CEO of Dallas hospital's parent company apologizes for Ebola response

The CEO of the parent company of the Dallas hospital where two nurses have contracted Ebola from a patient who died there earlier this month has apologized for some aspects of the hospital's response to the deadly virus.

Texas Health Resources CEO Barclay Berdan issued the apology in the form of a full-page letter published in Sunday's editions of The Dallas Morning News and the Fort Worth Star-Telegram.

In the letter, Berdan thanks the staff at Texas Health Presbyterian Hospital for their "dedication, compassion, and tireless work" before acknowledging that "as an institution, we made mistakes in handling this very difficult challenge." Among those mistakes are hospital staff not communicating that Ebola patient Thomas Eric Duncan had recently traveled to Texas from African when he made his initial visit to the hospital's emergency room on the night of Sept. 25-26. Berdan also says that the hospital's Ebola training and education programs had not been fully deployed at the time of Duncan's visit.

"In short, despite our best intentions and skilled medical teams, we did not live up to the high standards that are the heart of our hospital's history, mission and commitment," Berdan said.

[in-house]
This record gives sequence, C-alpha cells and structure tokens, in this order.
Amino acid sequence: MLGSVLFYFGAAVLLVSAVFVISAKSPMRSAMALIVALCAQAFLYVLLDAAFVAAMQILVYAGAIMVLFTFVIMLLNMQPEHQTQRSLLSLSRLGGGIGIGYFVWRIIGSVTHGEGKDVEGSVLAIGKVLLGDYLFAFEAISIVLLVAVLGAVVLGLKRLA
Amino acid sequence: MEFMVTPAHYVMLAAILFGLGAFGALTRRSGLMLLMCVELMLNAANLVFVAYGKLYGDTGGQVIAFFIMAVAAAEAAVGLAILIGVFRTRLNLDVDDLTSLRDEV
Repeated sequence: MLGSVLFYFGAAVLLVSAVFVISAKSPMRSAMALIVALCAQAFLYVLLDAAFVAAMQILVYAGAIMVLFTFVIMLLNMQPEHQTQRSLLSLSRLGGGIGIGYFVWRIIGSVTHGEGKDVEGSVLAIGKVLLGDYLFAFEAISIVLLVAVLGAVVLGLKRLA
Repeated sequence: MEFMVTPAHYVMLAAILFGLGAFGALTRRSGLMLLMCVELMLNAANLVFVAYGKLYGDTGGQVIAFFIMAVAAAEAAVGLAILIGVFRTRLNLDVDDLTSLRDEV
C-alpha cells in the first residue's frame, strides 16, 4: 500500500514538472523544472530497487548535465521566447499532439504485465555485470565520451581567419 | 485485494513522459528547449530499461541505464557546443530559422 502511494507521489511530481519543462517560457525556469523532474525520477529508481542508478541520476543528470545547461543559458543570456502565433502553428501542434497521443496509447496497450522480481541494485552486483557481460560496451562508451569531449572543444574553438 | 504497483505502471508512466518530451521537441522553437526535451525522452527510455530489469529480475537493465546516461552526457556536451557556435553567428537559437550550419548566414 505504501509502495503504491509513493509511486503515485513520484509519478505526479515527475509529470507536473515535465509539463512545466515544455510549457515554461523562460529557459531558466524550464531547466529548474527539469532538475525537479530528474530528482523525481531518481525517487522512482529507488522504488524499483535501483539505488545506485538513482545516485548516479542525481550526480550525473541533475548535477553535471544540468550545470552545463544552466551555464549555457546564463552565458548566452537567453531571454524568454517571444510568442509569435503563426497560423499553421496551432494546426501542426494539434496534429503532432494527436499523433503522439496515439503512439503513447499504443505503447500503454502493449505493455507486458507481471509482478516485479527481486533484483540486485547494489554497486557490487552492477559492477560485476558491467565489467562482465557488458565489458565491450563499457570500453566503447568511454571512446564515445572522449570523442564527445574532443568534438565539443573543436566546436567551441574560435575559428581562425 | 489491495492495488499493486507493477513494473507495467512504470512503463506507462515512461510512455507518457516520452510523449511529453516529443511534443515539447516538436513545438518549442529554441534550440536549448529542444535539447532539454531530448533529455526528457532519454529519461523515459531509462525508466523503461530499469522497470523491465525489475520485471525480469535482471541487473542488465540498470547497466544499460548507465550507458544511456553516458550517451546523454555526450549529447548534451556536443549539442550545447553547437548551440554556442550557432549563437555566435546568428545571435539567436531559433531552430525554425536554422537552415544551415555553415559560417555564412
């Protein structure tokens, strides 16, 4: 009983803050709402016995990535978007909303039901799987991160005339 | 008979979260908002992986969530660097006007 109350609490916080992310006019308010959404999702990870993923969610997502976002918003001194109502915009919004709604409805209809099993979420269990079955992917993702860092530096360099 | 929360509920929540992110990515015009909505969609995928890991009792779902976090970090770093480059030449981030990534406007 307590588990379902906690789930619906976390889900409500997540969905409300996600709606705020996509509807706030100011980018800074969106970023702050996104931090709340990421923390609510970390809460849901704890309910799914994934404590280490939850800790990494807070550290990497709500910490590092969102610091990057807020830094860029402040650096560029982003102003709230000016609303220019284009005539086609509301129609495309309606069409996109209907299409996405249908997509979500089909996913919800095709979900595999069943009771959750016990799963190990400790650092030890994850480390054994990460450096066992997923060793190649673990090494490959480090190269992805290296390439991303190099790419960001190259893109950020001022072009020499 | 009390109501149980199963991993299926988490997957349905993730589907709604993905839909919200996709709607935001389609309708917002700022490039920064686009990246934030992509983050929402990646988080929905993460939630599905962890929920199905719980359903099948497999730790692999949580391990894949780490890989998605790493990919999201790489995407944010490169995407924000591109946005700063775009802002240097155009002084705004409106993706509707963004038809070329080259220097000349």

Berdan's letter comes one day after it was revealed that the hospital did not initially keep a watch list of workers who may have had contact with Duncan, and had asked nurses to take their own temperature and self-report symptoms of Ebola.

According to the Associated Press, Dallas County Judge Clay Jenkins only ordered the creation of a watch list on Oct. 12, the same day nurse Nina Pham tested positive for the disease, Hospital officials told potentially exposed hospital workers to stop seeing patients other than Pham.

But the next day, the Centers for Disease Control and Prevention allowed another nurse who cared for Duncan, Amber Vinson, to get on a plane in Ohio and fly to Dallas with a mild fever. She was later diagnosed with Ebola, and CDC Director Dr. Tom Frieden has conceded that she "should not have traveled on a commercial airline."

The inconsistent response by health officials in monitoring and limiting the movement of health workers has been one of the critical blunders in the Ebola outbreak. Friends and family who had contact with Duncan before he was hospitalized were confined to homes under armed guard, but nurses who handled his contagious bodily fluids were allowed to treat other patients, take mass transit and get on airplanes.

"I don't think the directions provided to people at first were as clear as they needed to be, and there have been changes in the instructions given to people over time," said Rep. Michael Burgess, R-Texas, a doctor who did his residency in Dallas.

Local health authorities have said repeatedly throughout the response that their guidance and direction can change.

"Please keep in mind the contact list is fluid, meaning people may fall off the list or new people may be added to the list depending on new information that could arise at any time on any given day," said Dallas County health department spokeswoman Erikka Neroes on Friday when asked how many people are even being monitored.